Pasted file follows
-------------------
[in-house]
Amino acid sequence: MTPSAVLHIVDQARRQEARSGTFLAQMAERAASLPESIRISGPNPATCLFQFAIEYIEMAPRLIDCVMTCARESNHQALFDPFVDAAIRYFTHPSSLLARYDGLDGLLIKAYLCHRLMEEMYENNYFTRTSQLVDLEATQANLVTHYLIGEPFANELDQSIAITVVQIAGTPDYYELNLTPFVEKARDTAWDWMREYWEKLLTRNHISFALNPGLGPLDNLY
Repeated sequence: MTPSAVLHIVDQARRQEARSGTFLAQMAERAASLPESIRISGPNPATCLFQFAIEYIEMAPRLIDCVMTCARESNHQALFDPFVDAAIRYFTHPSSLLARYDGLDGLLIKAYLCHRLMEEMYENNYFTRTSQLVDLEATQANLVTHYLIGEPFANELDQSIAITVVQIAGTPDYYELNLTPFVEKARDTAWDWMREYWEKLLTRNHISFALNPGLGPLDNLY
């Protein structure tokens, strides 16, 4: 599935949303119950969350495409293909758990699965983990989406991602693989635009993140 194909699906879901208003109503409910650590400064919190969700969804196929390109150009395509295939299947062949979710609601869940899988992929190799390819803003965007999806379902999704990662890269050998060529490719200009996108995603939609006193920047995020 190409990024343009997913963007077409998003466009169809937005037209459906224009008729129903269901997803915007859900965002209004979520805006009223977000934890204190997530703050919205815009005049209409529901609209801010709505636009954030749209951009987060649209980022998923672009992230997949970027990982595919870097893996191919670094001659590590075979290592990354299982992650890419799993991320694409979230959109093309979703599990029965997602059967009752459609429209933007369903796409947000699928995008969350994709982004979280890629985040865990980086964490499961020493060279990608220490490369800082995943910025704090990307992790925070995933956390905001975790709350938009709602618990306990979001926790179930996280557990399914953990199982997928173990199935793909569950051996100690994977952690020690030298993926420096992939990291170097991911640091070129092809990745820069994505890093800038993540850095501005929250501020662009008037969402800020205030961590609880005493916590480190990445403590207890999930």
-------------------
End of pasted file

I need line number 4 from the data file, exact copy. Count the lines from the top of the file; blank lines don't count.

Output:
């Protein structure tokens, strides 16, 4: 599935949303119950969350495409293909758990699965983990989406991602693989635009993140 194909699906879901208003109503409910650590400064919190969700969804196929390109150009395509295939299947062949979710609601869940899988992929190799390819803003965007999806379902999704990662890269050998060529490719200009996108995603939609006193920047995020 190409990024343009997913963007077409998003466009169809937005037209459906224009008729129903269901997803915007859900965002209004979520805006009223977000934890204190997530703050919205815009005049209409529901609209801010709505636009954030749209951009987060649209980022998923672009992230997949970027990982595919870097893996191919670094001659590590075979290592990354299982992650890419799993991320694409979230959109093309979703599990029965997602059967009752459609429209933007369903796409947000699928995008969350994709982004979280890629985040865990980086964490499961020493060279990608220490490369800082995943910025704090990307992790925070995933956390905001975790709350938009709602618990306990979001926790179930996280557990399914953990199982997928173990199935793909569950051996100690994977952690020690030298993926420096992939990291170097991911640091070129092809990745820069994505890093800038993540850095501005929250501020662009008037969402800020205030961590609880005493916590480190990445403590207890999930």